U.N. report that 2010 in top three hottest years on record foreshadows long term trend

This year, 2010, is almost certain to rank in the top three hottest years since the beginning of instrumental climate records in 1850, the U.N.’s World Meteorological Organization (WMO) reported today at the U.N. climate negotiations in Cancún.  The WMO also announced that the last decade (2001-2010) is the warmest 10-year period ever recorded.

(photo credit & thanks to Flickr user perfectsnap)

But the record warmth is not surprising, according to EDF Scientist Lisa Moore:

This past year’s record warmth foreshadows the long term trend. On this, the science is very clear: we’re going to keep setting new records for decades to come.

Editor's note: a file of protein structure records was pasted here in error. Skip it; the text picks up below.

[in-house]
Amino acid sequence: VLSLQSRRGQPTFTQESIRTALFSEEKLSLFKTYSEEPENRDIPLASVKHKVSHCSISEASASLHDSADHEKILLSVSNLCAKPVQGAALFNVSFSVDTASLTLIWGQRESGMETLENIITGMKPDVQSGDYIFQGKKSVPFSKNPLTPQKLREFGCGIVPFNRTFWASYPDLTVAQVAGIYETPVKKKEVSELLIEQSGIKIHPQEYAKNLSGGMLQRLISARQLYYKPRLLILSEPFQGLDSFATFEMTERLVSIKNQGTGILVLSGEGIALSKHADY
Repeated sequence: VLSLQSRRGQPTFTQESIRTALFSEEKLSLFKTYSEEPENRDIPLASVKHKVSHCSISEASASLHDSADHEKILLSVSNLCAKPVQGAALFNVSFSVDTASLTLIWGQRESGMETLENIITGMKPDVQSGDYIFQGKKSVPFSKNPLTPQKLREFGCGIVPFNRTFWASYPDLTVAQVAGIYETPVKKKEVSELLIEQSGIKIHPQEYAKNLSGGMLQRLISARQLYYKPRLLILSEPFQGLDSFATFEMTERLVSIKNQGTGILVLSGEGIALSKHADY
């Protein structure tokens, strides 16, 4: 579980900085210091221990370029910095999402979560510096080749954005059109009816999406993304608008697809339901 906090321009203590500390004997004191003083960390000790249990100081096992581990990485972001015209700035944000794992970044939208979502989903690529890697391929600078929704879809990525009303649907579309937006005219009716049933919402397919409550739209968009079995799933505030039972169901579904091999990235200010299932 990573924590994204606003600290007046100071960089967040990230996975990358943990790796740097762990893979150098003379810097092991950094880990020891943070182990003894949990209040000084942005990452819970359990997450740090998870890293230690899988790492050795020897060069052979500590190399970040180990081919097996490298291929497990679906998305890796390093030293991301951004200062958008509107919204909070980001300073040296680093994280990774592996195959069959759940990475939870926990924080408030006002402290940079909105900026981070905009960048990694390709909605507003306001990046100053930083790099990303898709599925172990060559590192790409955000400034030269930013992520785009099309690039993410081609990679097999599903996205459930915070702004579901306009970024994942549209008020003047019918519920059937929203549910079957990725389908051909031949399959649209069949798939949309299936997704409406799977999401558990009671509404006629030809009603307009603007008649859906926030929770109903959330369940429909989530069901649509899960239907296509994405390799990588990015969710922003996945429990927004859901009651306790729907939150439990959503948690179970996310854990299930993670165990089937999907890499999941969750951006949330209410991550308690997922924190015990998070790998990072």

If we want to minimize future warming, and eventually turn this trend around, we need to cut our greenhouse gas emissions as soon as possible.

EDF’s India Program Manager Richie Ahuja says the implications for the developing world are particularly troubling:

In the rural sector, for example, small-scale farmers who are already struggling to survive are in danger of sinking further into poverty as climate change wreaks havoc on crops and agricultural production.

So while the numbers released today are grim, the impact is magnified in the microclimates across the developing world with severe consequences.

This is part of a series from EDF’s experts, who are blogging regularly from the U.N. climate conference in Cancún on EDF’s Climate Talks blog.

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